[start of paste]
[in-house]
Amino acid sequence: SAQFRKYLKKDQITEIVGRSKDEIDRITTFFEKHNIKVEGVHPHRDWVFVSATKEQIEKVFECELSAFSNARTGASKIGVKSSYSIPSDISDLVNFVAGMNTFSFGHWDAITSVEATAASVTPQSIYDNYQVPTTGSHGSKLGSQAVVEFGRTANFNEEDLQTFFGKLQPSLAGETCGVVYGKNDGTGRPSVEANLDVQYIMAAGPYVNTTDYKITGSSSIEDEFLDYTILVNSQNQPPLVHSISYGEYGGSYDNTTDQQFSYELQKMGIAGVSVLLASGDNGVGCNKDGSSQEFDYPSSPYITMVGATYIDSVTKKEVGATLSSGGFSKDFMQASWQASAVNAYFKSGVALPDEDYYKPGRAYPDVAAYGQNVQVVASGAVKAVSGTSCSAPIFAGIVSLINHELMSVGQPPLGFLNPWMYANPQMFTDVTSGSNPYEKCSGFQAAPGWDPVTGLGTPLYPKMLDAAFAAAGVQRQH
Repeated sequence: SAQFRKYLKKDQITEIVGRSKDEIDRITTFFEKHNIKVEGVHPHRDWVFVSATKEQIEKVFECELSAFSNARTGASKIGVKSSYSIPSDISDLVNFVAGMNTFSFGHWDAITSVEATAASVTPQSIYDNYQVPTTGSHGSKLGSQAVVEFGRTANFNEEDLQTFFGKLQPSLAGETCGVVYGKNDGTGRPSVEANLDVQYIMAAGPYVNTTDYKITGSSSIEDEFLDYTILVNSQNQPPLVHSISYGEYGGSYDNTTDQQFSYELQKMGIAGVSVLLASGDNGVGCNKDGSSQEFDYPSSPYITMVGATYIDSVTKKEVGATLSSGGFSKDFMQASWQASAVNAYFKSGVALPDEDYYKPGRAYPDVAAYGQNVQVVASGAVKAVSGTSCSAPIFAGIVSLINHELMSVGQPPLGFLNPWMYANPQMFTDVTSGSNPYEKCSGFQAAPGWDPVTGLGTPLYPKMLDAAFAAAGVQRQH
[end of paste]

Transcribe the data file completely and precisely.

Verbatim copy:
[in-house]
Amino acid sequence: SAQFRKYLKKDQITEIVGRSKDEIDRITTFFEKHNIKVEGVHPHRDWVFVSATKEQIEKVFECELSAFSNARTGASKIGVKSSYSIPSDISDLVNFVAGMNTFSFGHWDAITSVEATAASVTPQSIYDNYQVPTTGSHGSKLGSQAVVEFGRTANFNEEDLQTFFGKLQPSLAGETCGVVYGKNDGTGRPSVEANLDVQYIMAAGPYVNTTDYKITGSSSIEDEFLDYTILVNSQNQPPLVHSISYGEYGGSYDNTTDQQFSYELQKMGIAGVSVLLASGDNGVGCNKDGSSQEFDYPSSPYITMVGATYIDSVTKKEVGATLSSGGFSKDFMQASWQASAVNAYFKSGVALPDEDYYKPGRAYPDVAAYGQNVQVVASGAVKAVSGTSCSAPIFAGIVSLINHELMSVGQPPLGFLNPWMYANPQMFTDVTSGSNPYEKCSGFQAAPGWDPVTGLGTPLYPKMLDAAFAAAGVQRQH
Repeated sequence: SAQFRKYLKKDQITEIVGRSKDEIDRITTFFEKHNIKVEGVHPHRDWVFVSATKEQIEKVFECELSAFSNARTGASKIGVKSSYSIPSDISDLVNFVAGMNTFSFGHWDAITSVEATAASVTPQSIYDNYQVPTTGSHGSKLGSQAVVEFGRTANFNEEDLQTFFGKLQPSLAGETCGVVYGKNDGTGRPSVEANLDVQYIMAAGPYVNTTDYKITGSSSIEDEFLDYTILVNSQNQPPLVHSISYGEYGGSYDNTTDQQFSYELQKMGIAGVSVLLASGDNGVGCNKDGSSQEFDYPSSPYITMVGATYIDSVTKKEVGATLSSGGFSKDFMQASWQASAVNAYFKSGVALPDEDYYKPGRAYPDVAAYGQNVQVVASGAVKAVSGTSCSAPIFAGIVSLINHELMSVGQPPLGFLNPWMYANPQMFTDVTSGSNPYEKCSGFQAAPGWDPVTGLGTPLYPKMLDAAFAAAGVQRQH